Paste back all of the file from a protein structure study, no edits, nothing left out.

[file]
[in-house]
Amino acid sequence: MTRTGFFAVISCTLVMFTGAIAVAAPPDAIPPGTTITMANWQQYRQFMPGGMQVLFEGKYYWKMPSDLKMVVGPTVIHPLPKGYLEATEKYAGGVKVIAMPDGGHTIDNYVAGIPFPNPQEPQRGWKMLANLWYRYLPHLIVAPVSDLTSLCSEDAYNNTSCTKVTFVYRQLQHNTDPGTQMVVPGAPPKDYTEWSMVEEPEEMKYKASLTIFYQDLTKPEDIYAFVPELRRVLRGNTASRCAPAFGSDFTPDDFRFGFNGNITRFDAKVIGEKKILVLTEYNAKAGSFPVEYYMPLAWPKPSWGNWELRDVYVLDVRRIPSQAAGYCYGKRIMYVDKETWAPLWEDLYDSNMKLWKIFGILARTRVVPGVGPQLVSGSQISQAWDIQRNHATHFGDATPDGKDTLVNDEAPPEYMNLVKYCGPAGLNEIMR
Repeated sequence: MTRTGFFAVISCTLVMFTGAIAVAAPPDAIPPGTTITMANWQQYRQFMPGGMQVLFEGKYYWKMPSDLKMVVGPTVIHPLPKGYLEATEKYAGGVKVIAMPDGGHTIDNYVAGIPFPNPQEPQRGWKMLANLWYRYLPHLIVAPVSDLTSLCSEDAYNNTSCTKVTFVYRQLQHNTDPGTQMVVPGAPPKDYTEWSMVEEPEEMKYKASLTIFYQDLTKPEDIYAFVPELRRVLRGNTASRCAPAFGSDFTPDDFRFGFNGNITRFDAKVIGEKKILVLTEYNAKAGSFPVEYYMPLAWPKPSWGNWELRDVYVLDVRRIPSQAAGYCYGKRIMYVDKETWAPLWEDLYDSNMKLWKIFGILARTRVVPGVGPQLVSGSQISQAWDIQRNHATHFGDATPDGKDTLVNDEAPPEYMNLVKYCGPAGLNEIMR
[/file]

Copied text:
[in-house]
Amino acid sequence: MTRTGFFAVISCTLVMFTGAIAVAAPPDAIPPGTTITMANWQQYRQFMPGGMQVLFEGKYYWKMPSDLKMVVGPTVIHPLPKGYLEATEKYAGGVKVIAMPDGGHTIDNYVAGIPFPNPQEPQRGWKMLANLWYRYLPHLIVAPVSDLTSLCSEDAYNNTSCTKVTFVYRQLQHNTDPGTQMVVPGAPPKDYTEWSMVEEPEEMKYKASLTIFYQDLTKPEDIYAFVPELRRVLRGNTASRCAPAFGSDFTPDDFRFGFNGNITRFDAKVIGEKKILVLTEYNAKAGSFPVEYYMPLAWPKPSWGNWELRDVYVLDVRRIPSQAAGYCYGKRIMYVDKETWAPLWEDLYDSNMKLWKIFGILARTRVVPGVGPQLVSGSQISQAWDIQRNHATHFGDATPDGKDTLVNDEAPPEYMNLVKYCGPAGLNEIMR
Repeated sequence: MTRTGFFAVISCTLVMFTGAIAVAAPPDAIPPGTTITMANWQQYRQFMPGGMQVLFEGKYYWKMPSDLKMVVGPTVIHPLPKGYLEATEKYAGGVKVIAMPDGGHTIDNYVAGIPFPNPQEPQRGWKMLANLWYRYLPHLIVAPVSDLTSLCSEDAYNNTSCTKVTFVYRQLQHNTDPGTQMVVPGAPPKDYTEWSMVEEPEEMKYKASLTIFYQDLTKPEDIYAFVPELRRVLRGNTASRCAPAFGSDFTPDDFRFGFNGNITRFDAKVIGEKKILVLTEYNAKAGSFPVEYYMPLAWPKPSWGNWELRDVYVLDVRRIPSQAAGYCYGKRIMYVDKETWAPLWEDLYDSNMKLWKIFGILARTRVVPGVGPQLVSGSQISQAWDIQRNHATHFGDATPDGKDTLVNDEAPPEYMNLVKYCGPAGLNEIMR